Members of the Honolulu Hiroshima Kenjin Kai held their annual membership meeting and shinnen enkai on March 13 at the Japanese Cultural Center of Hawai‘i’s Manoa Grand Ballroom. Attendees were greeted with a sip-size sample of Kamotsuru Gold Sake, a Hiroshima-brewed sake, and the thunderous taiko sounds of Dragonbeat.
HHKK president Wayne Miyao presided over the general meeting, calling on the various committee chairs to report on their respective areas of responsibility.
Co-treasurer Thomas Sakamoto thanked members for their donations, which has left the club in good financial health. Ehime Maru Memorial clean-up co-chair Ken Saiki reported that 17 members turned out for the April 5 clean-up of the memorial at Kaka‘ako Waterfront Park and for the Hiroshima Torii in Mö‘ili‘ili. Saiki said the two times a year that HHKK members clean the memorial is “a fitting tribute to the nine who died” in the collision between the Ehime Maru and the USS Greeneville in February 2001. Picnic co-chair Peter Kobayashi reported on the club’s 2015 summer picnic. His priceless moment was watching those members needing walkers participating enthusiastically in the “golden harvest” of vegetables. This year’s picnic will be held Sunday, Aug. 14, at Ala Moana Park, Area 9.
Megumi Honami, who co-chaired the HHKK’s okonomiyaki booth at the JCCH ‘Ohana Festival, reported that the club sold 892 okonomiyaki this year — a 40 percent increase over last year’s total. Okonomiyaki is pancake-like dish containing a variety of seafood, meat and vegetables. The kenjinkai was fortunate to have had an okonomiyaki master chef come from Tökyö to assist in the production. Honami also acknowledged Hiroshima’s Otafuku Sauce Company for its donation of the sauce for the festival favorite. Twenty-five student volunteers from Moanalua and Roosevelt high schools bolstered the kenjinkai’s labor crew. This year also marked a major milestone for HHKK, selling a grand total of 10,000 okonomiyaki over the 14 years that the club has been making and selling okonomiyaki for the ‘Ohana Festival.
Proceeds from the sale are used primary for educational purposes, such as to fund college scholarships and the student exchange program.
Student exchange/scholarship co-chair Sandra Ishihara-Shibata reported on Arianna KirschenBaum’s trip to Hiroshima, which was underwritten by the Hiroshima Prefectural Government. Arianna was unable to attend the shinnen kai, but she submitted a report that Ishihara-Shibata read to the audience. In it, the Punahou School student called the experience to travel to Hiroshima “a truly amazing experience” that enabled her to meet her aunt, as well as students from other parts of the world. The students visited with Hiroshima Gov. Hidehiko Yuzaki. She said she danced hula for a cultural presentation and enjoyed her homestay in Fukuyama, where she attended the Fukuyama Matsuri. Arianna also visited the Hiroshima Peace Museum, the Otafuku Museum, Mazda Factory, witnessed a kagura performance and saw the roaming deer in Miyajima. “It was just a great learning experience,” she concluded.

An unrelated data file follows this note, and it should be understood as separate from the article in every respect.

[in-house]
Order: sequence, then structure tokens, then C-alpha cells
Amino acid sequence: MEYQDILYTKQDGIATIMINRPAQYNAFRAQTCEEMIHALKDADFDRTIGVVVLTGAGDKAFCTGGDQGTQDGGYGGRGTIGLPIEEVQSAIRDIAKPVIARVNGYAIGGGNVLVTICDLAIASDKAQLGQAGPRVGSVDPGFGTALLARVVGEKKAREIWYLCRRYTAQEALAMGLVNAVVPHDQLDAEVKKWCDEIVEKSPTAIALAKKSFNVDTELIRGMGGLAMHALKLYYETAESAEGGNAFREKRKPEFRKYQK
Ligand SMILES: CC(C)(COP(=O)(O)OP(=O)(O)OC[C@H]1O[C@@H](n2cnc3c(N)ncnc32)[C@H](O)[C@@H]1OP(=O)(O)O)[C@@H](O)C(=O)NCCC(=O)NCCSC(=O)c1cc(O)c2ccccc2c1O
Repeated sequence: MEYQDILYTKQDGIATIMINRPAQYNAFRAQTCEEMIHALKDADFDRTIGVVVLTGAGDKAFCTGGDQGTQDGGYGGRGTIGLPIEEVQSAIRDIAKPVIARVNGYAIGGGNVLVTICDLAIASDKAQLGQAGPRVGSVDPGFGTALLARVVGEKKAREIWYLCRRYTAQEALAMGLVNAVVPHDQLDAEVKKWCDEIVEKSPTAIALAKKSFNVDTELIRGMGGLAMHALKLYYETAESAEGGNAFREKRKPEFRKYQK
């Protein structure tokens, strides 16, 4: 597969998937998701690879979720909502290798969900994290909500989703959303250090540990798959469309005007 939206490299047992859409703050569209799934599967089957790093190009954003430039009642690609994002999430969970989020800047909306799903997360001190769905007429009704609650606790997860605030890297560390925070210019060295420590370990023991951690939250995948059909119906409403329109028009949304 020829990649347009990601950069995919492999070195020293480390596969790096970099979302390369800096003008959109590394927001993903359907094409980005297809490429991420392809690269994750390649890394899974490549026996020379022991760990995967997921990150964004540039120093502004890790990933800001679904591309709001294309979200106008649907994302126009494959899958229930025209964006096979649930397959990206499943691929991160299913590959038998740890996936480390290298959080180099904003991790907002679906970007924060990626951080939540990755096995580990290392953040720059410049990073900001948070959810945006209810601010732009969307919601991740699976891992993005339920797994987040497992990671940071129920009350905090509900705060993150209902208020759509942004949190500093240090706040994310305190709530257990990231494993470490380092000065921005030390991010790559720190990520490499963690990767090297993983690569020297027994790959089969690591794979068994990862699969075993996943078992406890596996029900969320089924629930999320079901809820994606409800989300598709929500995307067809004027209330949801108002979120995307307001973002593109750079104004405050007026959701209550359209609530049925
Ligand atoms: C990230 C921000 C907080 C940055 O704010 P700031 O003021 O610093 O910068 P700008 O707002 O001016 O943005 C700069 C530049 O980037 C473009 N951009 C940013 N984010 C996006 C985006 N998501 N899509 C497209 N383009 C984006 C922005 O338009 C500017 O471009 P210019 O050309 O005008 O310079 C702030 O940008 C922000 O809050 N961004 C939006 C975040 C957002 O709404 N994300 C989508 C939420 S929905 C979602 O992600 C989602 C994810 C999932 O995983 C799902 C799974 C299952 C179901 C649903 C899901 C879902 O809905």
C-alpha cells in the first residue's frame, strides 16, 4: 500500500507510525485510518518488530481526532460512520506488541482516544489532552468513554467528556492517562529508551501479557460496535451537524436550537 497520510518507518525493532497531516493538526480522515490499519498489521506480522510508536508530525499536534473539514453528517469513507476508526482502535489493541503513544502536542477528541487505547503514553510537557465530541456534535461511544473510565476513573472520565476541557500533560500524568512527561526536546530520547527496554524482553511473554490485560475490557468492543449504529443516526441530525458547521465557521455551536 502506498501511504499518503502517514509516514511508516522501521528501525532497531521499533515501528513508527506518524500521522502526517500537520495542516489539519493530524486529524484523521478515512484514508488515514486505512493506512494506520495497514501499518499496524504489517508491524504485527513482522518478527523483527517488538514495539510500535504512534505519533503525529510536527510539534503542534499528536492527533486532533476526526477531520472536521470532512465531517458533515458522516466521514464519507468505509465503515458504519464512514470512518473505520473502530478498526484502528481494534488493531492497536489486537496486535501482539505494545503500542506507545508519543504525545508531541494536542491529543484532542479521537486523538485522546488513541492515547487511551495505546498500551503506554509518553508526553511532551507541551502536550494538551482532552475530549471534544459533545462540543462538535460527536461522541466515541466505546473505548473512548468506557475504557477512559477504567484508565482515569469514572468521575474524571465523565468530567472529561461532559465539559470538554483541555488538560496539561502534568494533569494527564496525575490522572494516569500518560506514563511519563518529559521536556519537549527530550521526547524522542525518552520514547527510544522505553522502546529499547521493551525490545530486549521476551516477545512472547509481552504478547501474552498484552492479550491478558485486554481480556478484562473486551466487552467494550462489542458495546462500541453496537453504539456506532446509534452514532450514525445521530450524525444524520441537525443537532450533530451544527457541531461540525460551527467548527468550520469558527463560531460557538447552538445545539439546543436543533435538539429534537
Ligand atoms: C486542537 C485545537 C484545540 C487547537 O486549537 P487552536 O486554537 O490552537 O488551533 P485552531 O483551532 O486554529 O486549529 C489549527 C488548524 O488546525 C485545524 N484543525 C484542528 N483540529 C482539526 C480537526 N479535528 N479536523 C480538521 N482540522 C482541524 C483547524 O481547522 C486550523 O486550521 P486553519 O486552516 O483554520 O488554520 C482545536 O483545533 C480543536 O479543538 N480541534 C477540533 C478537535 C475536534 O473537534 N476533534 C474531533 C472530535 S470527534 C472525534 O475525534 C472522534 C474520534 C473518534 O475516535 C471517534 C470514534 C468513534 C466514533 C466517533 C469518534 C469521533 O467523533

Ishihara-Shibata also announced that the kenjinkai’s $1,000 scholarship was awarded to Sean Yamamoto, a graduate of Mid-Pacific Institute, who is attending Washington State University.
HHKK president Wayne Miyao said it has been an honor and a privilege to lead the kenjinkai. He said the opportunity to work with so many members in preserving, perpetuating and promoting the culture of Hiroshima has been one of his most cherished memories. This year will mark the 20th anniversary of the Hawai‘i-Hiroshima Sister-State relationship and an “ambitious” schedule of events and activities is planned. A delegation from Hawai‘i plans to travel to Hiroshima this year to celebrate the milestone with their “cousins” there. Miyao encouraged the members to continue being Hiroshima goodwill ambassadors of aloha and to work at strengthening partnerships and relationships between Hawai‘i and Hiroshima.
Kampai were offered by Consul General of Japan Yasushi Misawa and state Sen. Brian Taniguchi, who has ancestral roots in Hiroshima.
The kenjinkai’s 2015 outstanding member award was presented to Darek Sato. The 2016 award, a mounted okonomiyaki spatula, was presented to Nancy Shimamoto.
Also recognized during the program were three members who are celebrating their 80th birthday this
year. They are: Laura Fumie Amimoto, Charlotte Matsue Yamashiro and Kate Kitako Yashima. They were presented certificates of commendation that had been prepared by Hiroshima Gov. Yuzaki and sent to Hawai‘i.
Entertainment was presented by Cheryl Sora and her Honolulu Wind Ensemble Flute Choir; Megumi Honami, who sang a song; and Alyssa Fujihara, who performed a classical Japanese dance.
The guests were also entertained by 2015 Hiroshima Goodwill Ambassadors Nanako Sakata, Moena Kawasaki and Rie Yamashita, who serenaded the group with their uplifting “Hiroshima Kibun” rendition and a Begin/Keali‘i Reichel arrangement of “Nada Sousou.” This year marks the 51st goodwill visit to Hawai‘i by representatives of the Hiroshima Convention & Visitors Bureau and Hiroshima’s Tourism Promotion Department. The delegation from Hiroshima was scheduled to participate in the Honolulu Festival parade through Waikiki later that afternoon.
The shinnenkai concluded with immediate past president Robert Nagao leading everyone in a festive tejime.